A recent study of college drinking behavior reveals that in 2001, 48.2% of students who consumed alcohol, drank to get drunk (Wechsler, et al., 2002). Alcohol, even in small servings, slows reflexes and impairs judgment; binge drinking* or drinking heavily can place people at greater risk for serious consequences, such as car crashes and date rape (NIAAA, 1995). Also disconcerting is a trend among female students: women are trying to drink as much alcohol, and as quickly, as their male counterparts. In April 2002, Time Magazine featured an article titled “Women On a Binge,” which discusses this phenomenon. The opening paragraph of the article quotes one senior woman at Syracuse University who describes two goals for her senior year: to learn how to drive a stick-shift and to “drink a guy under the table” (Morse et al., 2002). Women cannot metabolize alcohol as efficiently as men because they have lower levels of the enzymes that break down alcohol, and their bodies have a relatively higher fat to water ratio (NIAAA, 1999). Further, women are more likely to be victimized when intoxicated, and are more likely to experience long-term health consequences due to heavy drinking (NIAAA, 1999). When all these factors are considered, recent drinking trends among women and the potential consequences are reason for alarm.
These statistics might seem abstract to some; for those who might have difficulties imagining how they translate to real life, a new memoir by another 2002 Syracuse University graduate provides one possible narrative of the lifestyle suggested by the percentages above. In Smashed: Story of a Drunken Girlhood (2005), Koren Zailckas chronicles as much as she can remember of her relationship to alcohol: from her first drink at 14 and her first hangover a few months later, to getting her stomach pumped at 16, and then to her self-destructive binge-drinking and blackouts in college. Her drinking resulted in a sexual assault, caused her to vomit blood, and deleted from memory her late-night journey to an unfamiliar apartment in New York City. Though it is now obvious to the author that drinking resulted in very risky decisions and situations, the “beer goggles” she wore perpetually for a decade allowed her to ignore the risks and their roots.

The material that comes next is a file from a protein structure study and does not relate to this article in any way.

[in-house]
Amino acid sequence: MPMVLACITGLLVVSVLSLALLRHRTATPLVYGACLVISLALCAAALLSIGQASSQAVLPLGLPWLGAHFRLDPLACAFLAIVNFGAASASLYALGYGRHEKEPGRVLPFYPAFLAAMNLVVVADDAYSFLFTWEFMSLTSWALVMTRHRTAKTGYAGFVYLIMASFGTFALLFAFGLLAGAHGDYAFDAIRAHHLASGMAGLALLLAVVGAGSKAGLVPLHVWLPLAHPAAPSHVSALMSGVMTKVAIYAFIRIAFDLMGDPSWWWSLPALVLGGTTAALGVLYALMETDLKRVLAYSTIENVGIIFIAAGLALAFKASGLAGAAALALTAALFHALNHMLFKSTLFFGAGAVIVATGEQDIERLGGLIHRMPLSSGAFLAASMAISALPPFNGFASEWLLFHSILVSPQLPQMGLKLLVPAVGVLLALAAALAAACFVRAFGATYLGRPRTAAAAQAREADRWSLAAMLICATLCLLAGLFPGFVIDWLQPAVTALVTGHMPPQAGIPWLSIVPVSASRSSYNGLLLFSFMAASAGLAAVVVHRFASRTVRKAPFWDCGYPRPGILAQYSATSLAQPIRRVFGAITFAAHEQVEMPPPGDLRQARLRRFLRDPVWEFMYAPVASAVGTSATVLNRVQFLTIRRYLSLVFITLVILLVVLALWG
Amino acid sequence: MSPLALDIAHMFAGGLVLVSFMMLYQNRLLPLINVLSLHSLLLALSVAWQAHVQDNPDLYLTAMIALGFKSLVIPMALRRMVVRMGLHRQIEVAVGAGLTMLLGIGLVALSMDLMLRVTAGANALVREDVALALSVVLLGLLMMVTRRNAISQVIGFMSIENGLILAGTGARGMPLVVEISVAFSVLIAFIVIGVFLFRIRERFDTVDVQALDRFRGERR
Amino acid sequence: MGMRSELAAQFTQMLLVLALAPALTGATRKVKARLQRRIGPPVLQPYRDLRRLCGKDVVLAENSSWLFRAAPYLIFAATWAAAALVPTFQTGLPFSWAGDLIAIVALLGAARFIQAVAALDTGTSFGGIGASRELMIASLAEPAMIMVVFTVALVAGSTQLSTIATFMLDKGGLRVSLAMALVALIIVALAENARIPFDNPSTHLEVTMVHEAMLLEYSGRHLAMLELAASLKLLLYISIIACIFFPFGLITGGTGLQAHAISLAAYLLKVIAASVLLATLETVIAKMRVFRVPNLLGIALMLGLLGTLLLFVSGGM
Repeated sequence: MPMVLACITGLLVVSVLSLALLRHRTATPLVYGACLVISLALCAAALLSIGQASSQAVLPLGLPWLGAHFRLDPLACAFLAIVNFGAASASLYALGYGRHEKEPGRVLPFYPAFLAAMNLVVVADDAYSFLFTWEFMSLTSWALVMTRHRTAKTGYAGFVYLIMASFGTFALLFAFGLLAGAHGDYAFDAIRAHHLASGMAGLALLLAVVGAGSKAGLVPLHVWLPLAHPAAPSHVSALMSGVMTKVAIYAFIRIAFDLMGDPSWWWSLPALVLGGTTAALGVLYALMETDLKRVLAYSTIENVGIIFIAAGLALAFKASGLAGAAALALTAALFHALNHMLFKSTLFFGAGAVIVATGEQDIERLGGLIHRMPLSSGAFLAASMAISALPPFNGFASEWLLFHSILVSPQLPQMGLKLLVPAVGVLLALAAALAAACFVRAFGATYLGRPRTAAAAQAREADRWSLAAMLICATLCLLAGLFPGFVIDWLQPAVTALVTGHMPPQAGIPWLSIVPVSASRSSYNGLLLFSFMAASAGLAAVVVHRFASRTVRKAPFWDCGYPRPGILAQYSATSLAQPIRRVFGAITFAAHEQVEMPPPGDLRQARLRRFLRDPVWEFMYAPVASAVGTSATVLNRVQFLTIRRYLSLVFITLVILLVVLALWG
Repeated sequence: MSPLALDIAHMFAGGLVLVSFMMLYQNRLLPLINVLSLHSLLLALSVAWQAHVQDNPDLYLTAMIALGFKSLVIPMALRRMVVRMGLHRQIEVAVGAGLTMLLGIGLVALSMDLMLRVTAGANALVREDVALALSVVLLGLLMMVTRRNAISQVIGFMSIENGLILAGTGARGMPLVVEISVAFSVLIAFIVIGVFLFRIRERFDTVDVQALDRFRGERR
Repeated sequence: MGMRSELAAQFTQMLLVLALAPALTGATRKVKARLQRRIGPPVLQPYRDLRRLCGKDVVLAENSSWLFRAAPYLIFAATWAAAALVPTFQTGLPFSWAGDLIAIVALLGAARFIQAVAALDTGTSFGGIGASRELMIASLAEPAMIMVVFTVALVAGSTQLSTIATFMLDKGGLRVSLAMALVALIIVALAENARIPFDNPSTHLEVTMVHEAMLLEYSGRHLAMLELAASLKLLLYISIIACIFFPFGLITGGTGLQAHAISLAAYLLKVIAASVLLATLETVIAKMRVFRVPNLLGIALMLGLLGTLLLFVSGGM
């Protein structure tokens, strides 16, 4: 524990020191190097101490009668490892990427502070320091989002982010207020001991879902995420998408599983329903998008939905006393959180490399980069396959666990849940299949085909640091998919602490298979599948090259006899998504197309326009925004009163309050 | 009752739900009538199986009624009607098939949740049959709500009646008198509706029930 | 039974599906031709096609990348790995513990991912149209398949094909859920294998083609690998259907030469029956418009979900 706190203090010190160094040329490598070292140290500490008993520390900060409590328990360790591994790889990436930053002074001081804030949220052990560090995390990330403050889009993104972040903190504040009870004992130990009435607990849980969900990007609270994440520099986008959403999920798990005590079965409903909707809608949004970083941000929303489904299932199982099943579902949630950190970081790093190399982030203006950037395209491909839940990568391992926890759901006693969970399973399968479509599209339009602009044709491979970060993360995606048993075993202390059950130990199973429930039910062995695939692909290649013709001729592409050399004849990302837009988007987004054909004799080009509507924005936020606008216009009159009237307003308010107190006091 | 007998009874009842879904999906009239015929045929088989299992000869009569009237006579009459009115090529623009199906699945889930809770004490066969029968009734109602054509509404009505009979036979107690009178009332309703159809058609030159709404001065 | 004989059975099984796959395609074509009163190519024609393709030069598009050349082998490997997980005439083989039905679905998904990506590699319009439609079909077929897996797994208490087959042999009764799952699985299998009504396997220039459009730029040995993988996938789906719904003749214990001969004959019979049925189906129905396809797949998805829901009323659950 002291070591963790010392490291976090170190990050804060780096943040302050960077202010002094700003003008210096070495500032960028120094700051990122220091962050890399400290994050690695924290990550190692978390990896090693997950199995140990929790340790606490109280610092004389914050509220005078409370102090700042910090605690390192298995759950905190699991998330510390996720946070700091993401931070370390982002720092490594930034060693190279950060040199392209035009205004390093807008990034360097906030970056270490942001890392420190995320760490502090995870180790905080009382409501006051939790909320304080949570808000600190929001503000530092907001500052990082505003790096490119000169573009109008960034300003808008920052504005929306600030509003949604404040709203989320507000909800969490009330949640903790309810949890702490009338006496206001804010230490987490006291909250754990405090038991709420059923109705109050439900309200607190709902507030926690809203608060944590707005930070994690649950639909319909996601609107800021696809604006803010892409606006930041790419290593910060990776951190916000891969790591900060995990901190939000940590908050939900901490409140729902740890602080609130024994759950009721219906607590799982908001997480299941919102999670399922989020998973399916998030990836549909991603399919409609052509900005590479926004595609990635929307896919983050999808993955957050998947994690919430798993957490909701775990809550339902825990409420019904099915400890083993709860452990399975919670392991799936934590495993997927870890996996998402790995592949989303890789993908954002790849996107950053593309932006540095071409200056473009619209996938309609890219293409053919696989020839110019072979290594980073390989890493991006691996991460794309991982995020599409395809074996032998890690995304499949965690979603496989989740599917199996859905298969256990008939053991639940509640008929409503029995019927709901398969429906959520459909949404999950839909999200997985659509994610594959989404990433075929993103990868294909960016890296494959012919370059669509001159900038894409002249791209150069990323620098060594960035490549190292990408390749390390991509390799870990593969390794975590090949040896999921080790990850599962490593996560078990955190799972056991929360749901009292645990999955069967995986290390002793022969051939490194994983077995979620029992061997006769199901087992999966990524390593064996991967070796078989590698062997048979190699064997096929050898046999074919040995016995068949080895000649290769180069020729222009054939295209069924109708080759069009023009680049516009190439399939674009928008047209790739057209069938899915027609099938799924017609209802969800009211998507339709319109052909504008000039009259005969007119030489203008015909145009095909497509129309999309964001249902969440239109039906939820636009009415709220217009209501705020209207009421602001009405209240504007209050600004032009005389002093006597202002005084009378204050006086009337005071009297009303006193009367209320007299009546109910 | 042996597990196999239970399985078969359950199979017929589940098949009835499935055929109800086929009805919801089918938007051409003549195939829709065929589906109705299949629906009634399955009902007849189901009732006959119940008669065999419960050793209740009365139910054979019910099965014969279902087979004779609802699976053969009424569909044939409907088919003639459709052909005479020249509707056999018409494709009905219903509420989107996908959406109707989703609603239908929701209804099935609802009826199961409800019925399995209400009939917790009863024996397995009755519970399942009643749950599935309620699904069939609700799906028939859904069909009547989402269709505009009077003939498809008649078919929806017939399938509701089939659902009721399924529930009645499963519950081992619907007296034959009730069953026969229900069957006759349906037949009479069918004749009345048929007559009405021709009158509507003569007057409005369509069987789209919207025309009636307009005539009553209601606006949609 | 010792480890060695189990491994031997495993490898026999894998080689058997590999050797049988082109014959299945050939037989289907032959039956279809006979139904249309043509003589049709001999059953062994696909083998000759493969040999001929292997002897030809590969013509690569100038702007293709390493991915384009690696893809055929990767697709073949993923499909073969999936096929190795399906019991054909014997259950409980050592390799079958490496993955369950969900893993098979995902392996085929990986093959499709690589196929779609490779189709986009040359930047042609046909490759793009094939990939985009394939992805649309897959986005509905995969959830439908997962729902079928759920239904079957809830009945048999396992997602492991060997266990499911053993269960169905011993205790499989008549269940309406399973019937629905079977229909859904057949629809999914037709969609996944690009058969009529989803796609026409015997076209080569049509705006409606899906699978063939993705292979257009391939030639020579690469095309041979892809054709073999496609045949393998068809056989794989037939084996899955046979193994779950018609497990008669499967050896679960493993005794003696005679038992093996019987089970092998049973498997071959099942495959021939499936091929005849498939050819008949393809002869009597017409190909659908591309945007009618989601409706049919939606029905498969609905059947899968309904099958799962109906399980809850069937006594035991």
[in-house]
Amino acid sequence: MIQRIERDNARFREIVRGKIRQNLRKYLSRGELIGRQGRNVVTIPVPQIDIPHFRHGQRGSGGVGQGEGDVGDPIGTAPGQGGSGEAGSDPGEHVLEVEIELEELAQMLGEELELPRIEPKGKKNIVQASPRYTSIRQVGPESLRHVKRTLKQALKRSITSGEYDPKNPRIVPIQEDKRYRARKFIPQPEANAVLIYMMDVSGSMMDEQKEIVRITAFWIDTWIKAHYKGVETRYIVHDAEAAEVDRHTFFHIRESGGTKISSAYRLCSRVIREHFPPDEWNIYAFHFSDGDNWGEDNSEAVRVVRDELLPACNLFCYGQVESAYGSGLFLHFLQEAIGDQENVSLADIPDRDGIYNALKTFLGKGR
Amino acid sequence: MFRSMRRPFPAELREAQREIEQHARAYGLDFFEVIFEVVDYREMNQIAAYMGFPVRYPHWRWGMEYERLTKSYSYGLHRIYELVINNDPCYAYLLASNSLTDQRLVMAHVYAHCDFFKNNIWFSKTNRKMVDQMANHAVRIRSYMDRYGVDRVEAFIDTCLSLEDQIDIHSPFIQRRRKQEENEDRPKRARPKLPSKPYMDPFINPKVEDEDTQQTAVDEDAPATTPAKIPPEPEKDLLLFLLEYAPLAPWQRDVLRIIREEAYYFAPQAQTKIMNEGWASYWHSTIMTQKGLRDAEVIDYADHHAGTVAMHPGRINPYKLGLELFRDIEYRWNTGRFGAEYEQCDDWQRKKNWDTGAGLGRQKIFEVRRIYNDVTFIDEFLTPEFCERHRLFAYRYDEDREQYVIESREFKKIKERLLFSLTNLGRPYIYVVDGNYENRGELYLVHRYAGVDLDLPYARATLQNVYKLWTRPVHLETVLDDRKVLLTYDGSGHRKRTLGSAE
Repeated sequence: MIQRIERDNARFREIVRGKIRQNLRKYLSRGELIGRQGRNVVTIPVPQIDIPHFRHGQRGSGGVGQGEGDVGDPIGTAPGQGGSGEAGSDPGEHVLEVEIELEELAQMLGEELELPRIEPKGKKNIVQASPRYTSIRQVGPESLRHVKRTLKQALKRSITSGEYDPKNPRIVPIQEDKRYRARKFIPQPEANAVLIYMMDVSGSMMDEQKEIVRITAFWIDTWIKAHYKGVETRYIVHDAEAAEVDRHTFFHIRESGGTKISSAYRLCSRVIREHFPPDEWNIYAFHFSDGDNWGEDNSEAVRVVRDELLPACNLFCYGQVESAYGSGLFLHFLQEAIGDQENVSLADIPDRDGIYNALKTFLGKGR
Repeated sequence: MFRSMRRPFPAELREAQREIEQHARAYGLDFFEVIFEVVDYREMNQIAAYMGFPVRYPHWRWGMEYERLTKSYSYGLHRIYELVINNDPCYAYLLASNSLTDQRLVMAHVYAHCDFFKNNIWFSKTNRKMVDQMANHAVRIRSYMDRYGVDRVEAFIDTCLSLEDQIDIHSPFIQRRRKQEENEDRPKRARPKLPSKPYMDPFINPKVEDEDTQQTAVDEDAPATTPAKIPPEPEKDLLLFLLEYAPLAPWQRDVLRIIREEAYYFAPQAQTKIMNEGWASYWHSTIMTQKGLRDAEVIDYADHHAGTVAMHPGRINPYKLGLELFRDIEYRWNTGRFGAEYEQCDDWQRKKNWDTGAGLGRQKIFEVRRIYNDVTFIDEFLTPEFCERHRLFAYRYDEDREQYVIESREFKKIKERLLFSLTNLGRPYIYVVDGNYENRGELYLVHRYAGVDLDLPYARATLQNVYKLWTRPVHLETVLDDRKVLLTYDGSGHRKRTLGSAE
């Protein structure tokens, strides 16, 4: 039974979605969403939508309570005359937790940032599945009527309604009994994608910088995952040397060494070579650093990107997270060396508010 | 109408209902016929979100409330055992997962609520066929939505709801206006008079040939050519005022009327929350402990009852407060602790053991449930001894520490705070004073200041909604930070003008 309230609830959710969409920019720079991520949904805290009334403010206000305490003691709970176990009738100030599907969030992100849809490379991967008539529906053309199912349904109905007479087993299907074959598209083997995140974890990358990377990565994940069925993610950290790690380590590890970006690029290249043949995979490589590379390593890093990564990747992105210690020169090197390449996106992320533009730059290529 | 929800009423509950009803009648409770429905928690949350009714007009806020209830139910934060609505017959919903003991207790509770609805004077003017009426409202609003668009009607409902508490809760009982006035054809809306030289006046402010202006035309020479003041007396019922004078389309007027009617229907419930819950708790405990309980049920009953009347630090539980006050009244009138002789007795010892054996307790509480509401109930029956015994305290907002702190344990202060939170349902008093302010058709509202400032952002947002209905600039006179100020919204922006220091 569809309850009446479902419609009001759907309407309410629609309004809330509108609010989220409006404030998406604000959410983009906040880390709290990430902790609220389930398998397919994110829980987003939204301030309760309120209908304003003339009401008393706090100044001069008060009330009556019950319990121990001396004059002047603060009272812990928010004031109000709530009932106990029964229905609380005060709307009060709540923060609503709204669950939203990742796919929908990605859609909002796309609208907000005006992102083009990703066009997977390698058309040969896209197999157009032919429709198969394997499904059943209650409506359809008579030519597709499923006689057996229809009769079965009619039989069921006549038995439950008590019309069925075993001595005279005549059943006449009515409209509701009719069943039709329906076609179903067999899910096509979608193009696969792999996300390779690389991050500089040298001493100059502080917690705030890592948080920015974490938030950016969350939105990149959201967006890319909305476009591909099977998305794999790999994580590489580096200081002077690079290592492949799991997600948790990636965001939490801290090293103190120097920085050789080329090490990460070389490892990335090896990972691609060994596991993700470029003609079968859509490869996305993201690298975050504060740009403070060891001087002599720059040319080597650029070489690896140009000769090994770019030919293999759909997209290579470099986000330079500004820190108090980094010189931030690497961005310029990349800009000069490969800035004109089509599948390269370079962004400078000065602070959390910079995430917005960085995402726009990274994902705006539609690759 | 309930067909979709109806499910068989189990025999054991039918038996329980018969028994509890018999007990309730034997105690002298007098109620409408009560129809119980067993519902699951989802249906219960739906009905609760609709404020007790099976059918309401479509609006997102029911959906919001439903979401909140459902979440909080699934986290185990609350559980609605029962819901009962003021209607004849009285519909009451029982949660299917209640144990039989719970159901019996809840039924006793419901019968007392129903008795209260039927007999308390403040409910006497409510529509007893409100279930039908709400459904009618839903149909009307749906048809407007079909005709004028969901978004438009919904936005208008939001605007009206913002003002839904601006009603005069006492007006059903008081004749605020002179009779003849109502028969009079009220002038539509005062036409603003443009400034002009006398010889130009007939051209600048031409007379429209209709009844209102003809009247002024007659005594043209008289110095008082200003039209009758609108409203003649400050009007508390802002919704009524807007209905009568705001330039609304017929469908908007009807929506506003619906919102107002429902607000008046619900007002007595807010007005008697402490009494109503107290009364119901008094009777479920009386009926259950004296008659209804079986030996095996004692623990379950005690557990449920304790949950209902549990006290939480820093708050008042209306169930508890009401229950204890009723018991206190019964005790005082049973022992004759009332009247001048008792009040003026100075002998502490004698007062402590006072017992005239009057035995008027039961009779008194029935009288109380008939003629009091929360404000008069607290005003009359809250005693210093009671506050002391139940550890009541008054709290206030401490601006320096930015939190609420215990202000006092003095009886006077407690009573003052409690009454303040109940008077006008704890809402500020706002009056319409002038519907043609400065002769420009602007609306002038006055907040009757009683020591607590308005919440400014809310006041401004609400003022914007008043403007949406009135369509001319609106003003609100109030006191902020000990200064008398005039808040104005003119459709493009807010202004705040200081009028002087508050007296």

For Zailckas, alcohol served as an anesthetic to the awkwardness of adolescence and growing up: it allowed her to escape her feelings of shame and self-consciousness (Zailckas, 2005, p. xvi), while accentuating the more outgoing aspects of personality so well guarded when she was sober (Zailckas, 2005, p. 62). Drinking created a bizarre paradox: though Zailckas felt as though she had better control of the negative feelings she had about herself, in reality, these feeling emerged in more destructive ways when she was intoxicated. Alcohol is a mood magnifier. For example, instead of directly dealing with the feelings surrounding her sexual assault, Zailckas and a friend vandalized the fraternity house in which the man who assaulted her lived. Because she was less conscious of the impact of her experiences when drunk, she dealt with them in non-constructive ways. Using alcohol in this way is consistent with Khantzian’s self-medication theory (Khantzian, 1997), which suggests, in part, that individuals engage in behaviors, sometimes excessively and harmfully, to compensate for underlying problems and conflicts.
Zailckas employs poetic language to articulate an insightful analysis of her own behavior, most likely aided by the clarity of hindsight. Her memories and descriptions seem almost too good to be true, given the author’s state of intoxication during most of the experiences of which she writes. Nevertheless, Zailckas touches on issues to which women everywhere might be able to relate. She credits peer pressure, the drinking culture on college campuses and more generally, the advertising industry and their promotion of alcohol, as well as her desire to define, and be, ‘feminine,’ as factors contributing to her destructive drinking. Though the specific factors that influence drinking and the experiences that follow likely will be wholly unique for each individual, the influences and trends described in Smashed might be universal. In the introduction of her book Zailckas notes “Mine are ordinary experiences among girls and young women in both the United States and abroad, and I believe that very commonness makes them noteworthy” (Zailckas, 2005, p. xv). Whether or not every detail is accurate, this book creates a useful link between the statistics that describe drinking behaviors and the people behind those statistics.
What do you think? Comments can be addressed to Siri Odegaard.
* Binge drinking is defined as drinking 5 or more drinks in a row for men, and 4 or more drinks in a row for women.
Khantzian, E. J., 1997: The self-medication hypothesis of substance use disorders: A reconsideration and recent
applications. Harvard Review of Psychiatry, 4: 231-244.
Morse, J., Bower, A., Healy, R., Barnes, S., Berestein, L., Locke, L. A., et al. (2002, April 1). Women On a Binge. Time Magazine, 159.
National Institute on Alcohol Abuse and Alcoholism (1995). Alcohol Alert No. 29. Retrieved April 17, 2005 from http://www.niaaa.nih.gov/publications/aa29.htm.
National Institute on Alcohol Abuse and Alcoholism. (1999). Alcohol Alert No. 46. Retrieved April 17, 2005 from http://www.niaaa.nih.gov/publications/aa46.htm.
Wechsler, H., Lee, J. E., Kuo, M., Seibring, M., Nelson, T. F., & Lee, H. (2002). Trends in College Binge Drinking During a Period of Increased Prevention Efforts – Findings from 4 Harvard School of Public Health College Alcohol Study Surveys: 1993-2001. Journal of American College Health, 50(5), 203-217.
Zailckas, K. (2005). Smashed: Story of a Drunken Girlhood. New York: Viking.